If the employer does not return the money as requested, the following options are available:
1. Employment Tribunal - the time limit to claim is only 3 months from the date the deductions were made. So if you were due to be paid at the end of May, you should have made the claim by the end of August so you appear to be out of time.
2. County Court – this is an alternative way to claim and the advantage is that the time limit is a much longer 6 years and is usually used if you are out of time to claim in the Tribunal. The claim can be made online by going to:
Hopefully by warning the employer you are aware of your rights and are not going to hesitate taking further action they will be prompted to reconsider their position and work towards resolving this.
I trust this has answered your query. I would be grateful if you could please take a second to leave a positive rating (selecting 3, 4 or 5 starts at the top of the page). If for any reason you are unhappy with my response or if you need me to clarify anything before you go - please get back to me on here and I will assist further as best as I can. Thank you
Customer: replied 1 year ago.

Hi Ben,

Thats interesting.

So in this case,

1) it appears that the employer absolutely knew that I had until the end of August to set up an employment tribunal. That being the case, the periods of silence can be taken as some strategic/constructive delay (or whatever the legal word is for that)?

2) If i go down the country court claim,

will he/they be liable for any legal expenses incurred if I win, as I probably will based on your advice - (notwithstanding the opening disclaimer on guidance etc)?

3) Can I sue them for damages too, or is this something that the court will take into account anyway given the conniving manner in which this has been dealt with; the time period lapsed, interest lost of earned money - accrued to them etc.?

4) I have not been sent any paperwork to date by this employer other than my official contract prior to my start date on the 4th May. Surely I should have been sent a P45 etc - none of which has been sent to me?

On reflection, I was due to be paid in the June payroll since I worked up until the end of May. So I can still pursue the Tribunal route probably.

Expert:  Ben Jones replied 1 year ago.
Hi, to answer your queries: 1. That may not necessarily be the case – it is essentially up to you to ensure that the claim is submitted in time so regardless of their silence you could have still made the claim before the 3 months were up2. If the claim is below £10k, which it is, then each party will be responsible for its own legal costs, regardless of who the winner/loser is3. There are not many damages that have been incurred in addition to the money owed – interest will just be a few pounds and it can be added to the court when the claim is decided4. They should have sent a P45 but cannot be forced to do so – you can contact HMRC directly to see if this will cause any issues but it should not and they can issue you with any replacement paperwork as necessary. I trust this has answered your query. I would be grateful if you could please take a second to leave a positive rating (selecting 3, 4 or 5 starts at the top of the page). If for any reason you are unhappy with my response or if you need me to clarify anything before you go - please get back to me on here and I will assist further as best as I can. Thank you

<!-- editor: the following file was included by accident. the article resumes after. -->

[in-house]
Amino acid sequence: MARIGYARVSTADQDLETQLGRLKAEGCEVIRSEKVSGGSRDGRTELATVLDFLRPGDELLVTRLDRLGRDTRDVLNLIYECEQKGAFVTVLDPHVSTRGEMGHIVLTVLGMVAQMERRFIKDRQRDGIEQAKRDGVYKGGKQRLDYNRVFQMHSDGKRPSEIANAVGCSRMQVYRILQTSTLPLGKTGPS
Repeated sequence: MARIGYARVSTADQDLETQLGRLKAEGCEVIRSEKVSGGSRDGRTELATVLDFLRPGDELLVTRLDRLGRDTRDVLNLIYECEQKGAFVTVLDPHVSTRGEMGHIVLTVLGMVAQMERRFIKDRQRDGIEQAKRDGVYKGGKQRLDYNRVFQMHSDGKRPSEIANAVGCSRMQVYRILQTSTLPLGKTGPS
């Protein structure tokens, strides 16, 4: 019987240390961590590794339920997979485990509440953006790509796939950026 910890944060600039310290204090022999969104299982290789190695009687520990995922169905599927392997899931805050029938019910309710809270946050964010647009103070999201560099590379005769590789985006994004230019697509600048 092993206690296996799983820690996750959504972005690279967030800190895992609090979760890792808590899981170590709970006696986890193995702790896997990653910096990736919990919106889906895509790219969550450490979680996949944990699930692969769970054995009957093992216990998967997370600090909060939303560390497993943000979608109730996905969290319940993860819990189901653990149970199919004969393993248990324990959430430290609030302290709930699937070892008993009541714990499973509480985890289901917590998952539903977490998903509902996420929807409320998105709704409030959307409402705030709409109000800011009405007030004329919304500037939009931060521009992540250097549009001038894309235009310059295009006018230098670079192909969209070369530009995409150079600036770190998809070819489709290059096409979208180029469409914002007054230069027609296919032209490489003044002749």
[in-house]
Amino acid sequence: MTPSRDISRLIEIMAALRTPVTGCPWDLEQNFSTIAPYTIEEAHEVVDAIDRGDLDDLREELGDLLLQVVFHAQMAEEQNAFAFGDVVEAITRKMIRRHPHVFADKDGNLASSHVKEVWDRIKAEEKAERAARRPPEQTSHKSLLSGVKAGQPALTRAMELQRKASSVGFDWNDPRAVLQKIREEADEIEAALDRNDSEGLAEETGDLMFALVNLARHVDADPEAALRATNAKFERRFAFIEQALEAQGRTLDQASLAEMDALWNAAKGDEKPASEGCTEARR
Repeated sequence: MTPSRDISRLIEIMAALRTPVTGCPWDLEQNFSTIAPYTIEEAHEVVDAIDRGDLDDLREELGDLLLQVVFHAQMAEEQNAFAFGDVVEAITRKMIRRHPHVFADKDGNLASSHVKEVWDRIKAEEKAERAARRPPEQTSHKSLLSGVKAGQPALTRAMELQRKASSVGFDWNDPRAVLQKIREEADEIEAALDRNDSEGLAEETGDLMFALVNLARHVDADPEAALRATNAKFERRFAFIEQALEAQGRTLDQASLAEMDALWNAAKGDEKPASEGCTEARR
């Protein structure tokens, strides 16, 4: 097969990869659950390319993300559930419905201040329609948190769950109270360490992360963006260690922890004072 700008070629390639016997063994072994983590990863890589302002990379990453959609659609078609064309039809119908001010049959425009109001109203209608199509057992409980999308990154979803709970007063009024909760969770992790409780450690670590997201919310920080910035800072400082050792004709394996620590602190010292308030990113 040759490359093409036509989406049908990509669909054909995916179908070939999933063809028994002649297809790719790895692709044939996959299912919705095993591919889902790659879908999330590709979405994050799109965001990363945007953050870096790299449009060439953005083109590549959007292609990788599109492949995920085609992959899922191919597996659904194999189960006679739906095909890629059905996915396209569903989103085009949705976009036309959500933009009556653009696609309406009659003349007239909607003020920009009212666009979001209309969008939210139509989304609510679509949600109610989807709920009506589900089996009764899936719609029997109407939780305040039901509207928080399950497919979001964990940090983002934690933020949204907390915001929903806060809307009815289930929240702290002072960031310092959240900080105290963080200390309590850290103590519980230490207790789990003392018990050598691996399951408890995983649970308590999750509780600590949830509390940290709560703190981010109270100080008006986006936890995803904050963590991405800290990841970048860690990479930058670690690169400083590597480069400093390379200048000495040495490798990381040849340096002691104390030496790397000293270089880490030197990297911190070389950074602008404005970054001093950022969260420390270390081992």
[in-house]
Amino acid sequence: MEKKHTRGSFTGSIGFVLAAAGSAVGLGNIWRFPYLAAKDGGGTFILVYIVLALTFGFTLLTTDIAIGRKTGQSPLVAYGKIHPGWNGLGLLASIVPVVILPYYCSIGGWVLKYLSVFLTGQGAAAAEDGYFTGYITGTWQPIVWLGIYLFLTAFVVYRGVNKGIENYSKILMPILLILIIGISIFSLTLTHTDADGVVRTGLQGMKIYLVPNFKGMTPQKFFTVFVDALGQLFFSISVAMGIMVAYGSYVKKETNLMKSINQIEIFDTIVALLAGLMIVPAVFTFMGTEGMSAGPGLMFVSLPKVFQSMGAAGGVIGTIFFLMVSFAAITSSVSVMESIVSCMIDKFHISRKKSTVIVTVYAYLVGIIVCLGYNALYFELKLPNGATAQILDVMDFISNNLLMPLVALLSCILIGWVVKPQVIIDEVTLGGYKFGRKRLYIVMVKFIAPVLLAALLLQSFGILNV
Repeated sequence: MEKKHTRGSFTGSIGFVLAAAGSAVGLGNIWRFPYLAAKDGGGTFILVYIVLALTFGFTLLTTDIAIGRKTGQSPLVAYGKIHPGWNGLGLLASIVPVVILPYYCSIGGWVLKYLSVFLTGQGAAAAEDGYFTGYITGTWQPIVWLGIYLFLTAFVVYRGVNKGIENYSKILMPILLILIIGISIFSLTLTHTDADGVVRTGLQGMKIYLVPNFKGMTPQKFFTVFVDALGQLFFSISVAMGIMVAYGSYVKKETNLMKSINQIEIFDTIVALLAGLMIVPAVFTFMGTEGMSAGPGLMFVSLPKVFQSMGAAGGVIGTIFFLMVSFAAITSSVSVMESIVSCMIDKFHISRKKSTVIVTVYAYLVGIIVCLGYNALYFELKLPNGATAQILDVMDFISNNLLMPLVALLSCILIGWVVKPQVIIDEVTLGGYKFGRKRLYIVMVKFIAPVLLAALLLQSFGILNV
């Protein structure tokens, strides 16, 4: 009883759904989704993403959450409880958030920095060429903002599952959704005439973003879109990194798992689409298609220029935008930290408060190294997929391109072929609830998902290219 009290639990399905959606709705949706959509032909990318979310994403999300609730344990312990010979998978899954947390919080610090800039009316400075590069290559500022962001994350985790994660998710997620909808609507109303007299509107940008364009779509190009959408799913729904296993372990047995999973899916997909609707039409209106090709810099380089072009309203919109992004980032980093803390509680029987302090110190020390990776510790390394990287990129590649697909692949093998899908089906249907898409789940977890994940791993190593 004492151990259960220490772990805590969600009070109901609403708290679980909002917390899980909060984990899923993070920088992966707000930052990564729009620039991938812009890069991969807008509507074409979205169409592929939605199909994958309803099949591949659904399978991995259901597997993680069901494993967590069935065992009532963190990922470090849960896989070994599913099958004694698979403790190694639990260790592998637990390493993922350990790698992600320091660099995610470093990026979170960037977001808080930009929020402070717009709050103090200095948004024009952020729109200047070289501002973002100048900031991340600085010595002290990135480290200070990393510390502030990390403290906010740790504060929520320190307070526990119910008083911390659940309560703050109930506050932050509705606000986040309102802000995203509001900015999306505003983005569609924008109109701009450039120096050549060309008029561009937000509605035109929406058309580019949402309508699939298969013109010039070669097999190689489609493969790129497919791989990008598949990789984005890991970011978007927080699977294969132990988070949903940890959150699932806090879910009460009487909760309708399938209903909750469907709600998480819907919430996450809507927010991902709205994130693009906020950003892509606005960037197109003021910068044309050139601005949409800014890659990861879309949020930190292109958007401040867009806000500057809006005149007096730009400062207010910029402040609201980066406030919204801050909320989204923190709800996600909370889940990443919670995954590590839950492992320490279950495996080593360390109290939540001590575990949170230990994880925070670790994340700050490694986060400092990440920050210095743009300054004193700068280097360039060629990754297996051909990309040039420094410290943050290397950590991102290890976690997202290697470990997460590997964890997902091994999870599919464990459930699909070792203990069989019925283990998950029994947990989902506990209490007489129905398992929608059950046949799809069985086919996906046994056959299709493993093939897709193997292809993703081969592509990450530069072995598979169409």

Customer: replied 1 year ago.

Hi Ben,

Thank you.

My understanding is that when a new employee is hired by a company, that firm needs to essentially set you up with National Insurance against your payroll so that when the first salary comes along - your salary and NI have a corresponding tax code generated etc. I am not sure if there is cost/tax associated to this process of hiring, so forgive my conjecture - but could the company be constructively trying to avoid any such related expense/costs?

On point number 2. in your answer - do you have a ballpark or guesstimate in your experience on the sort of fees I am likely to incur should I go to a tribunal / country court? (I mentioned tribunal because in fact I was due to be paid in the June payroll - meaning I still qualify for tribunal option if I register tomorrow. Do you have a link for that?

In terms of damages, not to be overly-litigious, but this has been a very taxing exchange and much energy and stress has been generated to come to this point. I suppose part of my point is to ask you if there are other considerations at this juncture that I aught to consider seriously which might be in my advantage to know of, in your experience.

Please reply as thoroughly as you can so that we can hopefully part ways at that point.

Many thanks for your advice this far already.

Expert:  Ben Jones replied 1 year ago.
thanks I will respond shortly with my full answer
Expert:  Ben Jones replied 1 year ago.
Hi, so the employer does have a duty to set you up under PAYE so that any relevant taxes and NI are deducted at source but I certainly cannot comment on what their reasons for not doing that are. Terre is no direct cost associated with that, it is just forwarding your details on to HMRC and the system should be in place already anyway.